Community policing changed the job description of every LAPD officer, but perhaps none more so than that of the division commander—Captain III. Under the new philosophy, an LAPD Captain III became a community organizer, half politician and half police manager, rousing neighbors and fixing the broken windows. Captains even began to lobby the city for services—street sweeping and tree trimming—that had nothing to do with law enforcement, transforming themselves into a miniature city government for neighbors who didn’t know who to call. They started to recognize that bringing crime rates down—their ticket to promotion—could happen only through alliances with the community. So Captain IIIs began to spend much of their time among pastors, librarians, merchants, and school principals. “We can’t arrest our way out of the problem” became their startling new mantra.
Supporting the new approach to gangs was City Hall, which worked with the police through the Mayor’s Office of Gang Reduction and Youth Development, or GRYD. Whereas the city had previously disbursed gang-intervention funds evenly across all the city council districts, the new approach took a more targeted approach. “We narrowed it down to the young people who were really at risk,” recalls Jeff Carr, who was deputy mayor and director of GRYD under Mayor Villaraigosa from 2007 to 2009. “Like the police, we were going to concentrate our resources in the neighborhoods where the problems were most acute.”
The L.A. City Attorney’s office noticed the headway being made with community policing and placed prosecutors out in communities, where they heard residents talk about what really concerned them. Previously, prosecutors had simply taken cases and argued them before courts. Now, like Captain IIIs, they were partially taking on the role of community organizers, helping neighborhoods identify threats and finding ways to combat them.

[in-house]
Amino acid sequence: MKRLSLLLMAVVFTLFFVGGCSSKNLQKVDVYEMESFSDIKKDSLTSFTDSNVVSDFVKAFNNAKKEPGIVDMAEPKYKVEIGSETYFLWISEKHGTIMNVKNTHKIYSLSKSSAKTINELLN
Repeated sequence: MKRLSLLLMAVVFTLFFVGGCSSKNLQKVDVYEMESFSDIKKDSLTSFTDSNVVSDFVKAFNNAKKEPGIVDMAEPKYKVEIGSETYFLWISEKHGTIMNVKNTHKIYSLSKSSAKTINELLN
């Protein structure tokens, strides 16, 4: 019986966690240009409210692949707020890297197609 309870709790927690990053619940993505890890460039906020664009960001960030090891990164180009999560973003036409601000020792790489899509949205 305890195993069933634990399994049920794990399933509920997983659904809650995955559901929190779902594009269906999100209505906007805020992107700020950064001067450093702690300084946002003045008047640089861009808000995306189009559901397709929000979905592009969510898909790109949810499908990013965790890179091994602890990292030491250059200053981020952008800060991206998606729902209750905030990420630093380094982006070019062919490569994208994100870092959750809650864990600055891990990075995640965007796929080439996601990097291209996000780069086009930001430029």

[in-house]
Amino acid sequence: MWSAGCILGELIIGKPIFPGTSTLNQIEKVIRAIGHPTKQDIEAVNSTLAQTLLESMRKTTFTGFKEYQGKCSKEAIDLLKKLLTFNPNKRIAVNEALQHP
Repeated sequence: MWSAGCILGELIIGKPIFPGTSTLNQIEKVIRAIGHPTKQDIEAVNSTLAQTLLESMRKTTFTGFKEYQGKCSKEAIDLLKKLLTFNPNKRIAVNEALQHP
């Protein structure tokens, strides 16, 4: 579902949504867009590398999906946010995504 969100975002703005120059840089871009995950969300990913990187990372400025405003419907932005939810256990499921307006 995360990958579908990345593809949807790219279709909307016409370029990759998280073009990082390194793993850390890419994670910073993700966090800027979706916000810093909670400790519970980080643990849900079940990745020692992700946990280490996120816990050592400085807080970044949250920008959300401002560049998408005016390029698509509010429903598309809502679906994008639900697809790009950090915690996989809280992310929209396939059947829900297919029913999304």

The result: A 2009 Los Angeles Times poll that showed more than two-thirds of black (68 percent) and three-quarters of Latino (76 percent) residents had a favorable view of the LAPD.
In April 2006, the U.S. Drug Enforcement Agency’s public affairs office in Los Angeles issued a press release under the headline “Joint Investigation Knocks-Out Two Los Angeles Area Gangs.” Federal prosecutors had indicted dozens of members of the HLP gang in Highland Park and the East Side Wilmas in Wilmington, and the press release ended with a thick list of 25 law-enforcement agencies—federal, state, and local, from the FBI and LAPD to the Covina Police Department—whose help had been “invaluable.” The media covered the press release only perfunctorily, but hidden in its 996 words was another sea change in gang enforcement.
The Racketeer Influenced and Corrupt Organizations statute was enacted by Congress in 1970 and best known for its use against Italian Mafia dons. But the RICO statute had also been used a couple of times in Los Angeles in the 1990s to go after the Mexican Mafia, a notorious California prison gang that had extended its influence to the streets, where it controlled the activities of Southern California Latino gang members.
The last three times I've been to Hawaiian Gardens, I've seen no graffiti on the walls, and young black men freely visit taco restaurants on the main drag—something that would have been inconceivable a few years ago.